Mrs. “A” was born with Cystic Fibrosis (CF), and for 52 years she had remained active despite all the deterrents associated with her illness. She underwent a lung transplant in 2007 and was doing quite well until her transplant began to falter in March of 2014.
As a result, she was admitted to the ICU at UHS hospital in San Antonio. She was intubated and spent the next 2.5 weeks in bed. The hospital staff was not in the practice of ambulating intubated patients. Obviously, this physical setback also took a toll on Mrs. A’s emotional well-being. During this period she also underwent a tracheostomy in order for her to ventilate with a trach. Fortunately, UHS had been researching early mobility and decided to trial the LIVENGOOD PACE as a solution for both consolidating equipment and for making mobility possible in the ICU.
The LIVENGOOD Clinical Specialists arrived at UHS and worked together with the staff to elect a ventilated patient to begin ambulating with the PACE. This would be a first! They all agreed that Mrs. A was a great candidate. It was consensus that getting her out of bed would be good for her, both physically and mentally.
They explained to her that she was about to make history. She would be the first patient at UHS San Antonio to ambulate on the vent and also the first patient in Texas to use the LIVENGOOD PACE. Mrs. A was unable to speak so she used her cell phone to type notes to the staff. She typed, “Why me?” on her phone and smiled from ear to ear! She was thrilled at the prospect of getting out of bed and being mobile. After the staff transferred her equipment to the PACE, she eagerly got up to walk…and it wasn’t just a few steps - she actually walked out of her ICU room and continued 60 feet down the corridor. She was ecstatic and naturally the staff celebrated with her as it was a success for all! The next morning she was smiling and sitting up in a chair. She typed, “That was the best sleep I’ve had since I got here!”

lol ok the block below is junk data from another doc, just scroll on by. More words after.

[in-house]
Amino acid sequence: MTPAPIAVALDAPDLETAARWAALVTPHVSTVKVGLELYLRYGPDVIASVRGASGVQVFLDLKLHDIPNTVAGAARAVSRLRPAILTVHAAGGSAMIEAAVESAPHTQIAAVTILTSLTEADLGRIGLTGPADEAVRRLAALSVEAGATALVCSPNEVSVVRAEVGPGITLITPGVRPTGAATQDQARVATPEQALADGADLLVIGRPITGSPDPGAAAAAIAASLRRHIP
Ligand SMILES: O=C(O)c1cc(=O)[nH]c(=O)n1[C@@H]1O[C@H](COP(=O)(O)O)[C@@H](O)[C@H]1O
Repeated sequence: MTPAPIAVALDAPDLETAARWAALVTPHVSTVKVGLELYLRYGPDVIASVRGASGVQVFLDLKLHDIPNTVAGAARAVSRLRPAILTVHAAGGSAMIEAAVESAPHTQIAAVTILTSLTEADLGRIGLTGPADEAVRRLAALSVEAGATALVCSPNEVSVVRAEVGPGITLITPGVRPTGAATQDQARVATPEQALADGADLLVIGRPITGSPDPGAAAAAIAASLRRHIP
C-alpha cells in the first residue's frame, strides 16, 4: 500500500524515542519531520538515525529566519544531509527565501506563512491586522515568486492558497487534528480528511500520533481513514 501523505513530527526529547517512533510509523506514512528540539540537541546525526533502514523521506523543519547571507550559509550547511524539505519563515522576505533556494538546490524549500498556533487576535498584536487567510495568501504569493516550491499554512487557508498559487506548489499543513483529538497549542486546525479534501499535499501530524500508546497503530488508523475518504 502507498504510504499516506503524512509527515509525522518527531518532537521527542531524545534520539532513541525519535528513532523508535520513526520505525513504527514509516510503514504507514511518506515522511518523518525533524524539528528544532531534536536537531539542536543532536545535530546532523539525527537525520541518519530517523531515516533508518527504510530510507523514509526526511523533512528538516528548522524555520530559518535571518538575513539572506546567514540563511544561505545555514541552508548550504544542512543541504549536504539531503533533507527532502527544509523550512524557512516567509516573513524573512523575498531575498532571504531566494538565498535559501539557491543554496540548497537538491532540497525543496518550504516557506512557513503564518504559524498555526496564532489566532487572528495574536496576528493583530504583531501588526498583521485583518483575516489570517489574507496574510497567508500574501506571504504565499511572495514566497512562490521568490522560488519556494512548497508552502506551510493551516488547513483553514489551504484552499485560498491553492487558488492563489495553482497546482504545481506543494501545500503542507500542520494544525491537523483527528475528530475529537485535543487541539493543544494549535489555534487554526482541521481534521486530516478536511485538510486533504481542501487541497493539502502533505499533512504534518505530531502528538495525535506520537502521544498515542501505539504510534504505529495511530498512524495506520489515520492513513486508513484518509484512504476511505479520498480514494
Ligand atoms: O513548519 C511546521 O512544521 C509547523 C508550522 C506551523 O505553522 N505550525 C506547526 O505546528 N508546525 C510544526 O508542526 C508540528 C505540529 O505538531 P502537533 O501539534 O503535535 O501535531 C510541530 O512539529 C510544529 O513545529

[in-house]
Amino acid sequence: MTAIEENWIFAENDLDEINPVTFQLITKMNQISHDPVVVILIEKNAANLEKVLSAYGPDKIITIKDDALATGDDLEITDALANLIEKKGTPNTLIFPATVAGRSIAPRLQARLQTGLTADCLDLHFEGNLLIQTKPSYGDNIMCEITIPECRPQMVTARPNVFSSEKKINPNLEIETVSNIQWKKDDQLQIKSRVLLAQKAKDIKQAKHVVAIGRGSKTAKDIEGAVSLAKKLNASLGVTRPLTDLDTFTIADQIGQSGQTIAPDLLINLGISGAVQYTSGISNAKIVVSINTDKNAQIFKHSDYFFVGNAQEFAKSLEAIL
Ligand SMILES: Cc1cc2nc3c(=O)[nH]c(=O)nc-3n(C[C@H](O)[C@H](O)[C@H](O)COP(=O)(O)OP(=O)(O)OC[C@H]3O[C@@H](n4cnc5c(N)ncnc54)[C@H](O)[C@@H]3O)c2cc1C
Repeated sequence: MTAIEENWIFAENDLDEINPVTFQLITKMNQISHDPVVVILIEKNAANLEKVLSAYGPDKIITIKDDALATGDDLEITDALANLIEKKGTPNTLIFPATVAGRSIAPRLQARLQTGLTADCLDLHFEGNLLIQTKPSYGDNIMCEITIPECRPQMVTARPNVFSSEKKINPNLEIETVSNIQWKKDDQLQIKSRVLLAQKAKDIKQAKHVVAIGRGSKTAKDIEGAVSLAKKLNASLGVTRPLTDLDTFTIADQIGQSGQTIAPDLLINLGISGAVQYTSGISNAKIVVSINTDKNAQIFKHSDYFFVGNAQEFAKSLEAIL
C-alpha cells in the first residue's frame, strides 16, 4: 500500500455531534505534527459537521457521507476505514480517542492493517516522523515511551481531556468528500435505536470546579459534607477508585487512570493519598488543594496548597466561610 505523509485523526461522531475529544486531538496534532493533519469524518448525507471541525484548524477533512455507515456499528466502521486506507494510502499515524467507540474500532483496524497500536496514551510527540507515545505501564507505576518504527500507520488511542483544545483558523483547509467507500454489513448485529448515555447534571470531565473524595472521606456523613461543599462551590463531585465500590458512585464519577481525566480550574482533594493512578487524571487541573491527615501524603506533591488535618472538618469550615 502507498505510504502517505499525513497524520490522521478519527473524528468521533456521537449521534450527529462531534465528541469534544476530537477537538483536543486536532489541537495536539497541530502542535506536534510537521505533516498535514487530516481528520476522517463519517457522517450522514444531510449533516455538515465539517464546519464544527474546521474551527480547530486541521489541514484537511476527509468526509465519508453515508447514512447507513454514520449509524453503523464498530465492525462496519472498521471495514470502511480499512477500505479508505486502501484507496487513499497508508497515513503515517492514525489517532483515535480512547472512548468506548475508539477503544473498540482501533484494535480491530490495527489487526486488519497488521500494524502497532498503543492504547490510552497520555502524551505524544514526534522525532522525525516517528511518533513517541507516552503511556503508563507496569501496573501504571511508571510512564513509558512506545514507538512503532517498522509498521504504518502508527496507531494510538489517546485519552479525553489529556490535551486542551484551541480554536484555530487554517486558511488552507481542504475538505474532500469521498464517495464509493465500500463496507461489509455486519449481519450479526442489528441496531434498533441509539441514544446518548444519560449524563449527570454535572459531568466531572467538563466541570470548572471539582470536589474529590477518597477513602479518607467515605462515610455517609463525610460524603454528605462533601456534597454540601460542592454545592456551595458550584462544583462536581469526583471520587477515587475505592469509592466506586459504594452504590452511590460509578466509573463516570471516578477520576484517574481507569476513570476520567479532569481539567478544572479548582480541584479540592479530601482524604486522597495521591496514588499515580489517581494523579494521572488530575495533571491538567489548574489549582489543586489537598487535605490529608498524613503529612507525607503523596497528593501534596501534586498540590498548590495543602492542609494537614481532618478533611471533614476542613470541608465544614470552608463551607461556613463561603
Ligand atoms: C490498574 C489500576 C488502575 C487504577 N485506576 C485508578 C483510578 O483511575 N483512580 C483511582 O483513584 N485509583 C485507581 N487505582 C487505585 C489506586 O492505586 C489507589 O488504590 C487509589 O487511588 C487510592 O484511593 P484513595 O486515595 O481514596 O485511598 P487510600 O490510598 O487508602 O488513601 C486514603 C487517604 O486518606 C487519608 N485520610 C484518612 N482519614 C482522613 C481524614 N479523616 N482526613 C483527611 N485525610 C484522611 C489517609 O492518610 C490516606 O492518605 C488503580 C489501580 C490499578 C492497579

She quickly progressed by walking 80 feet the next day and 120 feet on the third day. She was able to leave the hospital on the fourth day to begin the next phase of her rehab at a local LTAC.
*Case Study and photographic images used with patient permission